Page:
The Court found that the Maryland procedure provided sufficient “assurances of reliability” because it “preserve[d] all of the other elements of the confrontation right: The child witness must be competent to testify and must testify under oath; the defendant retains full opportunity for contemporaneous cross-examination; and the judge, jury, and defendant are able to view (albeit by video monitor) the demeanor (and body) of the witness as he or she testifies.”

In Gonzales, the trial court made extensive findings that the child would be traumatized if he were made to testify at trial. The Court found defendant’s confrontation rights were not violated when the videotape of the child’s  preliminary hearing testimony was introduced at trial. The seating arrangement at the preliminary hearing satisfied the central concerns of the confrontation clause: physical presence, oath, cross-examination, and observation of demeanor by the trier of fact.

Holding: confrontation clause violated requiring reversal of conviction

The Court could not find that the accommodations or the witness  was “fully justified by the record.” Abridging the right to confrontation simply because F.R. — a young adult — started crying the first time she entered the courtroom and the court took a short recess to allow her to compose herself, would give courts license to abridge the right of face-to-face confrontation almost any time a witness breaks down on the stand. In Craig, the Court admonished   that the constitutional “face-to-face confrontation requirement” may not be “easily… dispensed with,” and then added that “a defendant’s right to confront accusatory witnesses may be satisfied absent a physical, face-to-face confrontation at trial only where denial of such confrontation is necessary to further an important public policy.” (Craig, supra, 497 U.S. at p. 850, 110 S.Ct. 3157.) The record here failed to establish the necessity for abridging the right of confrontation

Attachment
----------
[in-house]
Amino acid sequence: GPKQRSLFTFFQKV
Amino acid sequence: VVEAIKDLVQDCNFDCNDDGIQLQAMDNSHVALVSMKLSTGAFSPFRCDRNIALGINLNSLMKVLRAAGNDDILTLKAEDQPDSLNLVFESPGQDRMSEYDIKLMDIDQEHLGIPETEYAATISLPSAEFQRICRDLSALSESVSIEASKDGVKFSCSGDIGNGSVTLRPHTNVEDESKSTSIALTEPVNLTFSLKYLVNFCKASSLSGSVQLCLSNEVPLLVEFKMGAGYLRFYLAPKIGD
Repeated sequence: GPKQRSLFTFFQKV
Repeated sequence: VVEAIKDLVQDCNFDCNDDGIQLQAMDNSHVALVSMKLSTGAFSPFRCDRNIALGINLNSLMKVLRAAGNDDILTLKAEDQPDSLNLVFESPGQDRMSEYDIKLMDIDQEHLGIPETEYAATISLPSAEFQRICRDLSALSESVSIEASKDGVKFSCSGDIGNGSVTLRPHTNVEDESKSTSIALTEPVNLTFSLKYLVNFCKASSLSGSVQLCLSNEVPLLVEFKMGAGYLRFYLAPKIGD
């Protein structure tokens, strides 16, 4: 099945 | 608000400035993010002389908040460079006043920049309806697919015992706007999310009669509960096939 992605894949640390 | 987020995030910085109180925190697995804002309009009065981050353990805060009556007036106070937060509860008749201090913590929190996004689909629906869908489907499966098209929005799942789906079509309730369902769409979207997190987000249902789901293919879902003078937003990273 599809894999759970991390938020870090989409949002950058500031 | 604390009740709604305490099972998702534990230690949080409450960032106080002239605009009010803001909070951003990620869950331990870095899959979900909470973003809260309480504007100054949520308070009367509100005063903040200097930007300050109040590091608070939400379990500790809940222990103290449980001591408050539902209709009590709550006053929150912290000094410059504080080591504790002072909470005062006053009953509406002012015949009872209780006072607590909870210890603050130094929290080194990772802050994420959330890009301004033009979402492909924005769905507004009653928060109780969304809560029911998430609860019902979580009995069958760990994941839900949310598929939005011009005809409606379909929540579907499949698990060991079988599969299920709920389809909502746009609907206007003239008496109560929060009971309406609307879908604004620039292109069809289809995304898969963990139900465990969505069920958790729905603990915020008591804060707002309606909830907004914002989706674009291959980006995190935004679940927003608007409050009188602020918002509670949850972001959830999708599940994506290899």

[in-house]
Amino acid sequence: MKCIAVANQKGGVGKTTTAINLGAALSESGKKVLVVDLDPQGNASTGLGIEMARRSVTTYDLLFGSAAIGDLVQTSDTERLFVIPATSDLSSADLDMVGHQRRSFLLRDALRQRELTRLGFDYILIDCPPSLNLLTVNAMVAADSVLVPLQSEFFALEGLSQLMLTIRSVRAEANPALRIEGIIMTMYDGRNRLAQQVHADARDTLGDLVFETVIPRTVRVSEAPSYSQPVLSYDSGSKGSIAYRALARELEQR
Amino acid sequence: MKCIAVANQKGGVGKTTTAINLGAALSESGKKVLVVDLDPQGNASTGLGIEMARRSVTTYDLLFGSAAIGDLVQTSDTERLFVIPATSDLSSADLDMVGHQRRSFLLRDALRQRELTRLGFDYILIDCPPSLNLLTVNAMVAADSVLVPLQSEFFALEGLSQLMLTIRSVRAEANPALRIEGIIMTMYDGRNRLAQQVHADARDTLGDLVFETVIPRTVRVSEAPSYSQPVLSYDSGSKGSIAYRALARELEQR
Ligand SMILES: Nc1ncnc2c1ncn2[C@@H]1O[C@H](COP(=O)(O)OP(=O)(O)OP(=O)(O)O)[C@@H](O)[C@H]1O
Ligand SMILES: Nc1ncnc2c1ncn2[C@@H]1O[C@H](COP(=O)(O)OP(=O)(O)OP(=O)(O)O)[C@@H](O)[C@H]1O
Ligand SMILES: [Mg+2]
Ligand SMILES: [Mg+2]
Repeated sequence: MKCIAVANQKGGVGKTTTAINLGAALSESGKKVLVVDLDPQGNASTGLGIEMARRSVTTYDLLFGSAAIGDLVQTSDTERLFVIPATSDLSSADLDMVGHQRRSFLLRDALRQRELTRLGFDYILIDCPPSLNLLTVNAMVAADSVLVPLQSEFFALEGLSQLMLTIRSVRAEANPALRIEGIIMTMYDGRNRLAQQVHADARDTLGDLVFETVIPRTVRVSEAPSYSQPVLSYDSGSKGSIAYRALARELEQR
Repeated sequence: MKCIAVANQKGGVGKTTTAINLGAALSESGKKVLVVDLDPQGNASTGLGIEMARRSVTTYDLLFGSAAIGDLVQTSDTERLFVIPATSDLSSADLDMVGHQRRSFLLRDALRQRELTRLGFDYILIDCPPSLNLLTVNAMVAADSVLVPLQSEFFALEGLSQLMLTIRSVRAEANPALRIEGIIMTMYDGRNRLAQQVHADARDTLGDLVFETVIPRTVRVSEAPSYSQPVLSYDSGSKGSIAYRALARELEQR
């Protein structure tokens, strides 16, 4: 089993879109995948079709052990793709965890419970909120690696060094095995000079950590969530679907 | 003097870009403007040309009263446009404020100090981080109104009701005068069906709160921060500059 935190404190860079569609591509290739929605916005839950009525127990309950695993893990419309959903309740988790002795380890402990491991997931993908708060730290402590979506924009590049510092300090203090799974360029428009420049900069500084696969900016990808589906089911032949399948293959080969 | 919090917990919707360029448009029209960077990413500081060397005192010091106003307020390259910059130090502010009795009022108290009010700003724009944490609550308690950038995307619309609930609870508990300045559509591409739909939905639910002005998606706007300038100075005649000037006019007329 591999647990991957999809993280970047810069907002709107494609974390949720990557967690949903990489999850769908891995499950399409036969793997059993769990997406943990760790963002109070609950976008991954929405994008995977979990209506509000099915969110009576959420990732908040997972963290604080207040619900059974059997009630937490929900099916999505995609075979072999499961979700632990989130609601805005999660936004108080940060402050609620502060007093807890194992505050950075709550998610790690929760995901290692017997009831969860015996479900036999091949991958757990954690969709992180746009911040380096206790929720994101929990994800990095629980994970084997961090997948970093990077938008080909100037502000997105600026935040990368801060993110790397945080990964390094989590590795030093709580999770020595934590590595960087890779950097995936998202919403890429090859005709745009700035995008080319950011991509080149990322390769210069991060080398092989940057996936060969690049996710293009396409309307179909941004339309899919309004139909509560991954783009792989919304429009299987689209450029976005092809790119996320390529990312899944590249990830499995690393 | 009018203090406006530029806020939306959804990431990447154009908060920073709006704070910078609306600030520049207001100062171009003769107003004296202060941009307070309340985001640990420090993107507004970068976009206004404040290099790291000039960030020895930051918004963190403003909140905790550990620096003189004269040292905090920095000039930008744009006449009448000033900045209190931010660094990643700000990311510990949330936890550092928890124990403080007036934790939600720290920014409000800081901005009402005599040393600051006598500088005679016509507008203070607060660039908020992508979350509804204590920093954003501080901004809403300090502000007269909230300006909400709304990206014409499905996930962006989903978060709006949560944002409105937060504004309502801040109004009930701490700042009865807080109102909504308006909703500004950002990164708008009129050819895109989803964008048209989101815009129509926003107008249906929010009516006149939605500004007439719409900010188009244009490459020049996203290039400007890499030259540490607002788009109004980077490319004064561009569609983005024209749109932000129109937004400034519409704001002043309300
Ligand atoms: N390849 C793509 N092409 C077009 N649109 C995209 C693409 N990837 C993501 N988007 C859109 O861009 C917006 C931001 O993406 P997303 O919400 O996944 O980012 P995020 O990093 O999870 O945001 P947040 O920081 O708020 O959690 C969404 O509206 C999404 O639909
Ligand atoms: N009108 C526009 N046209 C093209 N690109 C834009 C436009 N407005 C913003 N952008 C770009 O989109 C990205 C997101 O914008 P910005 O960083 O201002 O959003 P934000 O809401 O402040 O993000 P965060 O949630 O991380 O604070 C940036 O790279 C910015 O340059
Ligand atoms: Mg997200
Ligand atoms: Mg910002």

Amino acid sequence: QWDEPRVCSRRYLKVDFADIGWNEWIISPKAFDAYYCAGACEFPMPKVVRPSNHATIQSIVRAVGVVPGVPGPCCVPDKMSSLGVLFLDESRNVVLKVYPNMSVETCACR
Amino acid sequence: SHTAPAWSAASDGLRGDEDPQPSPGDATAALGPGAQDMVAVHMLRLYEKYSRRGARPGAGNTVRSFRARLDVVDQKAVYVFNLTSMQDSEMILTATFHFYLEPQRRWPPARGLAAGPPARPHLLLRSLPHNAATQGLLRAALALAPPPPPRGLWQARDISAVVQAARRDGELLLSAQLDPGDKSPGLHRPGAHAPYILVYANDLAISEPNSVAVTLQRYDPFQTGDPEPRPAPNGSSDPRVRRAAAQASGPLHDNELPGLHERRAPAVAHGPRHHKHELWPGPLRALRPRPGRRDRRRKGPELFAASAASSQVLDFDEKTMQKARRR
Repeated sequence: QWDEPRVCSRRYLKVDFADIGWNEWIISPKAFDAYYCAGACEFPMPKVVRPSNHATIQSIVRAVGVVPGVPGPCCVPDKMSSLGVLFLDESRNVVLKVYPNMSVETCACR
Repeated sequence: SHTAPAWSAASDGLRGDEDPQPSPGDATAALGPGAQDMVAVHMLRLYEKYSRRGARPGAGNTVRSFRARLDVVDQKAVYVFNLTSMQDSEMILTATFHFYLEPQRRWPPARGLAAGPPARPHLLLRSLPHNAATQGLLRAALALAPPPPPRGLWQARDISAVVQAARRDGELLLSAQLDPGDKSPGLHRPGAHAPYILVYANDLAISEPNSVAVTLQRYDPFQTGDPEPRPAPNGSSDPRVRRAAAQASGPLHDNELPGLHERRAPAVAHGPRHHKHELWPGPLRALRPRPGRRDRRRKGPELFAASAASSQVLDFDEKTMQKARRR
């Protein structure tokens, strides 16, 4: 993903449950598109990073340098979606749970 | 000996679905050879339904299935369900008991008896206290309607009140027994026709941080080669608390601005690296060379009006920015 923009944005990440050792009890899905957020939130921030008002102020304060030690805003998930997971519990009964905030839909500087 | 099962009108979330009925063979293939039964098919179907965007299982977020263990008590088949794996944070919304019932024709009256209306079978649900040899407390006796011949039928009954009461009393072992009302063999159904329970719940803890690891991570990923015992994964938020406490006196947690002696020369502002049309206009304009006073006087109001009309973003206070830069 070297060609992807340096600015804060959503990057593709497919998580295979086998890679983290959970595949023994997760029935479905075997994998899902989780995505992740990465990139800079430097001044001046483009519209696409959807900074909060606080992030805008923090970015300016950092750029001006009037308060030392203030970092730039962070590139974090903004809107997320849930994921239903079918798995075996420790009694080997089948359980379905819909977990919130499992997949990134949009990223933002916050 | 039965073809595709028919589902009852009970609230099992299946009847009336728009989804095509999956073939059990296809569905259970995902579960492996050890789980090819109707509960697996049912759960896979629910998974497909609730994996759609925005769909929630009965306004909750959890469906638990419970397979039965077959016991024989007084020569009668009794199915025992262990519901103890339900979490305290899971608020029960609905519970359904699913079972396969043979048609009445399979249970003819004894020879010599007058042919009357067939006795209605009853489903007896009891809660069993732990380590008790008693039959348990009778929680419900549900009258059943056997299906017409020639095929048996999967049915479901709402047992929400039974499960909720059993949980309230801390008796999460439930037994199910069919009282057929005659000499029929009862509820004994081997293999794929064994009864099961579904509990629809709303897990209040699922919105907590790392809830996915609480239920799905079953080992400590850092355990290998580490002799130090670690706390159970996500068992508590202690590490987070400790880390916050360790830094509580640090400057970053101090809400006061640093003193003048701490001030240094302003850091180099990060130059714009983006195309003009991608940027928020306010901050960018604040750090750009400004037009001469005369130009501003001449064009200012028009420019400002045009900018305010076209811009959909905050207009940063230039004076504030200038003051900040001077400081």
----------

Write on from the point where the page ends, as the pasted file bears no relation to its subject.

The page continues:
Violations of the confrontation clause are subject to the federal harmless error analysis of Chapman v. California (1967) 386 U.S. 18, 87 S.Ct. 824, 17 L.Ed.2d 705, under which reversal is required unless it is clear beyond a reasonable doubt that a rational jury would have reached the same verdict absent the error. (People v. Livingston (2012) 53 Cal.4th 1145, 1159, 140 Cal.Rptr.3d 139, 274 P.3d 1132.) In Coy, the high court explained that in this context, “[a]n assessment of harmlessness cannot include consideration of whether the witness’ testimony would have been unchanged, or the jury’s assessment unaltered, had there been confrontation; such an inquiry would obviously involve pure speculation, and harmlessness must therefore be determined on the basis of the remaining evidence.” (Coy, supra, 487 U.S. at pp. 1021-1022, 108 S.Ct. 2798.) The error was not harmless in light of the remaining evidence and the Court reversed the conviction.